Applying the above-described embodiments can provide a semiconductor memory device with improved yields.

The embodiments are not limited to the configurations described above, but can be modified in various ways.

In the above-described embodiments, the case where one memory cell array 18 is provided is described; however, two or more memory cell arrays 18 may be provided.

Also, in the above-described embodiments, the case where the NAND flash memory is a three-dimensional stacked NAND flash memory; however, the NAND flash memory may be a planar NAND flash memory. Furthermore, a memory other than the NAND flash memory may be adopted, and the embodiments can be applied to a semiconductor device that does not include a memory.

The term “couple” in the above-described embodiments includes indirect coupling via a transistor, a resistor, or the like.

While certain embodiments have been described, these embodiments have been presented by way of example only, and are not intended to limit the scope of the inventions. Indeed, the novel methods and systems described herein may be embodied in a variety of other forms; furthermore, various omissions, substitutions and changes in the form of the methods and systems described herein may be made without departing from the spirit of the inventions. The accompanying claims and their equivalents are intended to cover such forms or modifications as would fall within the scope and spirit of the inventions.

Claims

1. A semiconductor memory device comprising:

a memory cell array that includes a plurality of first interconnect layers and a first memory pillar, the first interconnect layers extending in a first direction substantially parallel to a semiconductor substrate, and the first memory pillar passing through the first interconnect layers and extending in a second direction substantially perpendicular to the semiconductor substrate;
a first insulating layer above the memory cell array; and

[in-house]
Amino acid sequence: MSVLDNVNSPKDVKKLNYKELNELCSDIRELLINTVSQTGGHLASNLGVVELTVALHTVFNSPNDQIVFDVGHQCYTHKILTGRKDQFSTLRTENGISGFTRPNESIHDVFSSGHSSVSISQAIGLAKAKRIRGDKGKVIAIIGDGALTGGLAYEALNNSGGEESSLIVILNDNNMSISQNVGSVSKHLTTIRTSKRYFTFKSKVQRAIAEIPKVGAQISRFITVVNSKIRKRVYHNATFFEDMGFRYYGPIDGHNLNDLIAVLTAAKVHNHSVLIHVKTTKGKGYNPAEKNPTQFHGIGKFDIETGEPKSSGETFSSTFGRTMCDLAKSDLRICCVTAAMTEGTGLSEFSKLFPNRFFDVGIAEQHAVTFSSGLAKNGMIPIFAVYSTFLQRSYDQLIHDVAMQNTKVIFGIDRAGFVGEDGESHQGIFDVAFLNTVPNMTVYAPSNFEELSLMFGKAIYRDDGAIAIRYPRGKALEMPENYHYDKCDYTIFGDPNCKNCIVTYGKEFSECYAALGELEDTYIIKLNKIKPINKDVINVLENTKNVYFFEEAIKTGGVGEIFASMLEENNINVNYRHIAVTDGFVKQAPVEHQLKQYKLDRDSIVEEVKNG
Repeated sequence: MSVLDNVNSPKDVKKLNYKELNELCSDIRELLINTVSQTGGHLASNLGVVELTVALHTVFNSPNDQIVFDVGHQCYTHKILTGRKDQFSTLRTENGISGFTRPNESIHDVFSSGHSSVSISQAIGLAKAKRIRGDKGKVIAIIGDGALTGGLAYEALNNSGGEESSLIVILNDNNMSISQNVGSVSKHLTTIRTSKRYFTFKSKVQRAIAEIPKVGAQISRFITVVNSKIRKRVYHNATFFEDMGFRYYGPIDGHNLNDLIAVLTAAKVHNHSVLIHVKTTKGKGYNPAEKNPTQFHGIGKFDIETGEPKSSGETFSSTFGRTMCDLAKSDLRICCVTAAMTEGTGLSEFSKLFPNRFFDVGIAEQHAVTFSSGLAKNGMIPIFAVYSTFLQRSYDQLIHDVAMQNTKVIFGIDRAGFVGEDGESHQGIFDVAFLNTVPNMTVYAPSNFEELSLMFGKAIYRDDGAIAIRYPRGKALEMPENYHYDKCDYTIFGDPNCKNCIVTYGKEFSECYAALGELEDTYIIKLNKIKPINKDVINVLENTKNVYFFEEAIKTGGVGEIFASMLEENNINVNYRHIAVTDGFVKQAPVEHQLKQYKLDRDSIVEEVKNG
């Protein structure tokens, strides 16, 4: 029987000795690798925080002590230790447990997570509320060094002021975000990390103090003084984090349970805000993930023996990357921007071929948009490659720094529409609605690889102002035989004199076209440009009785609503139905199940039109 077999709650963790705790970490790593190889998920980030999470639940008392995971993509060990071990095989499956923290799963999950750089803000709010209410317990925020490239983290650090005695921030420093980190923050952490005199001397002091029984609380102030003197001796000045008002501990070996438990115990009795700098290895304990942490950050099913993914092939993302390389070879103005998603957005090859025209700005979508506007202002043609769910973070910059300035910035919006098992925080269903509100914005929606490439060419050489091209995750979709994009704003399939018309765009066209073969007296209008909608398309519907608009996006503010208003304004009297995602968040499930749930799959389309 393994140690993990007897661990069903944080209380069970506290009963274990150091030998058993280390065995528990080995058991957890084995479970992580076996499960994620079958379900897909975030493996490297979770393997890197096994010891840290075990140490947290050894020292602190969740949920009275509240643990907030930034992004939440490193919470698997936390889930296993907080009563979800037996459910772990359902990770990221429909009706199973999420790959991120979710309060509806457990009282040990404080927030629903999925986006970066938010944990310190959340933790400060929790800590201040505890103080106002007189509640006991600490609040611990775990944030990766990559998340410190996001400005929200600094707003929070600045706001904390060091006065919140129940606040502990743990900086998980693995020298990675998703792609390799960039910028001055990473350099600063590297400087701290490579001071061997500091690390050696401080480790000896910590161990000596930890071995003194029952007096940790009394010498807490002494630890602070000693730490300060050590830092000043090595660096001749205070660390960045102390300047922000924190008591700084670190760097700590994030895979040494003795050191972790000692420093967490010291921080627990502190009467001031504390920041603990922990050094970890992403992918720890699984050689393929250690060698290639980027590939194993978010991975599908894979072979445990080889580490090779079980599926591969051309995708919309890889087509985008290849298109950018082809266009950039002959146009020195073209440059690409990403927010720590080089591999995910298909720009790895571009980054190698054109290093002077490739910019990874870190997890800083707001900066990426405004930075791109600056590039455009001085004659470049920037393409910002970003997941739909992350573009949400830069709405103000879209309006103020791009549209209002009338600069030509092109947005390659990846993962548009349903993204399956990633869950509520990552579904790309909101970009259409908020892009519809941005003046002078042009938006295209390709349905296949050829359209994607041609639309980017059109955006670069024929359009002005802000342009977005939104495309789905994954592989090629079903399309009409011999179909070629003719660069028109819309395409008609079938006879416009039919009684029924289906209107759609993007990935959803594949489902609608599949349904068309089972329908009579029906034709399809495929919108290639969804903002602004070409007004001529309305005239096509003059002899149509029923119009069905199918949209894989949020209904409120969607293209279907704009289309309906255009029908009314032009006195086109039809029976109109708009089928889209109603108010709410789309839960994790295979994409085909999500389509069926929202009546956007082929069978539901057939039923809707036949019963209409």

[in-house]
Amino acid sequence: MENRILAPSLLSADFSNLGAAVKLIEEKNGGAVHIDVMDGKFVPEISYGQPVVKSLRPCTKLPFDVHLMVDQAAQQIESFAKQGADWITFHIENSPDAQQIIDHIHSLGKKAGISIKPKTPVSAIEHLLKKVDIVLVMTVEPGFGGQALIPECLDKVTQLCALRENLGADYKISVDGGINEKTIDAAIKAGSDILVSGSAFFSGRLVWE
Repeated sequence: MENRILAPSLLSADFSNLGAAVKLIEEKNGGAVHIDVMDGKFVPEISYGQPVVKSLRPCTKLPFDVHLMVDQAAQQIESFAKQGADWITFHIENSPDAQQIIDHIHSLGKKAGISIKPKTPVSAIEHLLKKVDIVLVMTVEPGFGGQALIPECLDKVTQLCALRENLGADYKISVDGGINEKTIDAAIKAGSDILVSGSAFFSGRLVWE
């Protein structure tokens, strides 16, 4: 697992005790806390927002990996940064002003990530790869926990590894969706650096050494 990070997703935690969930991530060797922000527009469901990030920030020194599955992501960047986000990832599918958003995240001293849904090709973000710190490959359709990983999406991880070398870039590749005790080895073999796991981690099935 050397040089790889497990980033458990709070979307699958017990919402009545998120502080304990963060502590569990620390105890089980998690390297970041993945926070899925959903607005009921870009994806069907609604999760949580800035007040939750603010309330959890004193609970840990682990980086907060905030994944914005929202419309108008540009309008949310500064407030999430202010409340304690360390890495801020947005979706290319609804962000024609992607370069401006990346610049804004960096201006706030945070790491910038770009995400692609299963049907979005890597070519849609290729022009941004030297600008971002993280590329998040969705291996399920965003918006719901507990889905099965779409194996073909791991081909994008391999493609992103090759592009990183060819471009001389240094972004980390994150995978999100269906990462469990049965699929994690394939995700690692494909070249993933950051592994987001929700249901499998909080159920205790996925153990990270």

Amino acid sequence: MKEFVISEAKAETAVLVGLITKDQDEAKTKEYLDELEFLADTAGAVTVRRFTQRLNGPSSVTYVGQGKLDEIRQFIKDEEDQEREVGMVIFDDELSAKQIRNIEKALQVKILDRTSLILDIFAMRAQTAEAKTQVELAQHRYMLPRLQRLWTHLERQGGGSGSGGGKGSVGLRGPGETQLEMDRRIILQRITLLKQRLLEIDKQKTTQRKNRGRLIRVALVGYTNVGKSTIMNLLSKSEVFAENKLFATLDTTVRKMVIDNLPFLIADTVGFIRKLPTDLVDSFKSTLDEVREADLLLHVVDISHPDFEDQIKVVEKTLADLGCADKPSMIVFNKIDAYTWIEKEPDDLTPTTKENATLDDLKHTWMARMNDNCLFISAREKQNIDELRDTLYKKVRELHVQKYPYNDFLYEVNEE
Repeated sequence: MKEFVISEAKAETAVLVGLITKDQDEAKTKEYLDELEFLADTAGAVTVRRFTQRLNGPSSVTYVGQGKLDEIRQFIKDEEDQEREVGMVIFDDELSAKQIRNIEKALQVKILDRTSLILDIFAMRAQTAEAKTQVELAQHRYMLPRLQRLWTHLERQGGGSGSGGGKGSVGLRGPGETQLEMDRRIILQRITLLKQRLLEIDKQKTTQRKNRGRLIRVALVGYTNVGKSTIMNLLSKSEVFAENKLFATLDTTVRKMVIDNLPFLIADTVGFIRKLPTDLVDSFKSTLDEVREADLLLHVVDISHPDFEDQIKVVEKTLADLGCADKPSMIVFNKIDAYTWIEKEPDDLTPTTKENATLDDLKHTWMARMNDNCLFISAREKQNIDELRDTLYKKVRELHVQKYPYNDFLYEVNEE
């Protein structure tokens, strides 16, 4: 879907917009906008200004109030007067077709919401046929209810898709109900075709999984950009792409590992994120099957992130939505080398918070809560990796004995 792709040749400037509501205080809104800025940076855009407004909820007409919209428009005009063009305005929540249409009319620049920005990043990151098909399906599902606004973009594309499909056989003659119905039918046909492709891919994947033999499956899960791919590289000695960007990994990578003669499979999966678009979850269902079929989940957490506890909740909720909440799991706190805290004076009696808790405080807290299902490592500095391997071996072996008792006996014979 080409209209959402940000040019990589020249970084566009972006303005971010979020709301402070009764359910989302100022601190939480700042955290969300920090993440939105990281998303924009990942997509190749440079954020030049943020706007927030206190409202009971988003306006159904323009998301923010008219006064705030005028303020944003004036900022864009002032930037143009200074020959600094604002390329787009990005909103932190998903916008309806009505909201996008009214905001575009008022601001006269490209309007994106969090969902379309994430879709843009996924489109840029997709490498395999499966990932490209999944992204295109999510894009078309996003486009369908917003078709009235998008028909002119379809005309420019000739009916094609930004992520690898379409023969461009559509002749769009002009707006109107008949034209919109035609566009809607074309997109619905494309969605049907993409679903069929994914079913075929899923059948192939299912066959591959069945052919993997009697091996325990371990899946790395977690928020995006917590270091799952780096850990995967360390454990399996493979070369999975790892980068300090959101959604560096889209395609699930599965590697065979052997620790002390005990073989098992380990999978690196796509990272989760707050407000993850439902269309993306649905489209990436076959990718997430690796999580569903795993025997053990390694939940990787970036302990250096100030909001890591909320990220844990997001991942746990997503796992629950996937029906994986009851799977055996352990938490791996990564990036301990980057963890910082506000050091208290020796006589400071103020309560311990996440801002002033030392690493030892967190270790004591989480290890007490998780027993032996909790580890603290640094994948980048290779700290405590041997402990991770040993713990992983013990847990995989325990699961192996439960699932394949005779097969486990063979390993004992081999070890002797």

a passivation film on the first insulating layer, the passivation film including a protrusion at least above the memory cell array and between the passivation film and the first insulating layer.

2. The device according to claim 1, further comprising a second interconnect layer below the first insulating layer, the second interconnect layer including a side face and an upper face, the side face and the upper face being in contact with the first insulating layer,

wherein a height position of a bottom face of the protrusion from the semiconductor substrate is lower than a height position of the upper face of the second interconnect layer from the semiconductor substrate.

3. The device according to claim 1, wherein the protrusion extends in the first direction.

4. The device according to claim 1, wherein the protrusion has a lattice shape.

5. The device according to claim 1, further comprising a second insulating layer between the first insulating layer and the passivation film,

wherein the protrusion passes through the second insulating layer to be in contact with the first insulating layer.

6. The device according to claim 1, wherein a length of the protrusion in the first direction is larger than a length of the protrusion in a third direction that is substantially parallel to the semiconductor substrate and intersects the first direction.

7. The device according to claim 1, wherein the passivation film is silicon nitride having a compressive stress.

8. The device according to claim 1, further comprising a resin above the passivation film.